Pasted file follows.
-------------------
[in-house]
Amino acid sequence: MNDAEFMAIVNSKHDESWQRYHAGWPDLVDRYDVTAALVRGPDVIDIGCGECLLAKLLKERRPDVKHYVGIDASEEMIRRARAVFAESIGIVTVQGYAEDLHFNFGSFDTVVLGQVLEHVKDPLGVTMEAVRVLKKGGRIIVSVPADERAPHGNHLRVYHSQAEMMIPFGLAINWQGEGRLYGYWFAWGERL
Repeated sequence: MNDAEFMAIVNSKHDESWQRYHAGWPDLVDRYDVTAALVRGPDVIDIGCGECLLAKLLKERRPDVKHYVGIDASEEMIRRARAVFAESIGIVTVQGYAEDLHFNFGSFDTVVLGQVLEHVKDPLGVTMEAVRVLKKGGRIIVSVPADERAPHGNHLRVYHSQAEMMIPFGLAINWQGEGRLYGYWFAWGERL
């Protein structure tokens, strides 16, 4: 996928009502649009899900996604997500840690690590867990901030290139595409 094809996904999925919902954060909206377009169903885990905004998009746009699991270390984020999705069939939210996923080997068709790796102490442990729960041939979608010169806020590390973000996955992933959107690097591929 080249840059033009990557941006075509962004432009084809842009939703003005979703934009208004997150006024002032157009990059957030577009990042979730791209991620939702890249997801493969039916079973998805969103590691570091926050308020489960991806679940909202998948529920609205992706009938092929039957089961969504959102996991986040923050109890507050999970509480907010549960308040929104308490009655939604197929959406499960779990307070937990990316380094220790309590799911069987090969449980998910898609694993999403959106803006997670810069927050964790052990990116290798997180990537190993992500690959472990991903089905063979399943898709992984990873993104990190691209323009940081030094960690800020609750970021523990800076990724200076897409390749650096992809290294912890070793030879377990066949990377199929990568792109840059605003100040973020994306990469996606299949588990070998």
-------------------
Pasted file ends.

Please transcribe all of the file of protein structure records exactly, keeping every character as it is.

[in-house]
Amino acid sequence: MNDAEFMAIVNSKHDESWQRYHAGWPDLVDRYDVTAALVRGPDVIDIGCGECLLAKLLKERRPDVKHYVGIDASEEMIRRARAVFAESIGIVTVQGYAEDLHFNFGSFDTVVLGQVLEHVKDPLGVTMEAVRVLKKGGRIIVSVPADERAPHGNHLRVYHSQAEMMIPFGLAINWQGEGRLYGYWFAWGERL
Repeated sequence: MNDAEFMAIVNSKHDESWQRYHAGWPDLVDRYDVTAALVRGPDVIDIGCGECLLAKLLKERRPDVKHYVGIDASEEMIRRARAVFAESIGIVTVQGYAEDLHFNFGSFDTVVLGQVLEHVKDPLGVTMEAVRVLKKGGRIIVSVPADERAPHGNHLRVYHSQAEMMIPFGLAINWQGEGRLYGYWFAWGERL
């Protein structure tokens, strides 16, 4: 996928009502649009899900996604997500840690690590867990901030290139595409 094809996904999925919902954060909206377009169903885990905004998009746009699991270390984020999705069939939210996923080997068709790796102490442990729960041939979608010169806020590390973000996955992933959107690097591929 080249840059033009990557941006075509962004432009084809842009939703003005979703934009208004997150006024002032157009990059957030577009990042979730791209991620939702890249997801493969039916079973998805969103590691570091926050308020489960991806679940909202998948529920609205992706009938092929039957089961969504959102996991986040923050109890507050999970509480907010549960308040929104308490009655939604197929959406499960779990307070937990990316380094220790309590799911069987090969449980998910898609694993999403959106803006997670810069927050964790052990990116290798997180990537190993992500690959472990991903089905063979399943898709992984990873993104990190691209323009940081030094960690800020609750970021523990800076990724200076897409390749650096992809290294912890070793030879377990066949990377199929990568792109840059605003100040973020994306990469996606299949588990070998």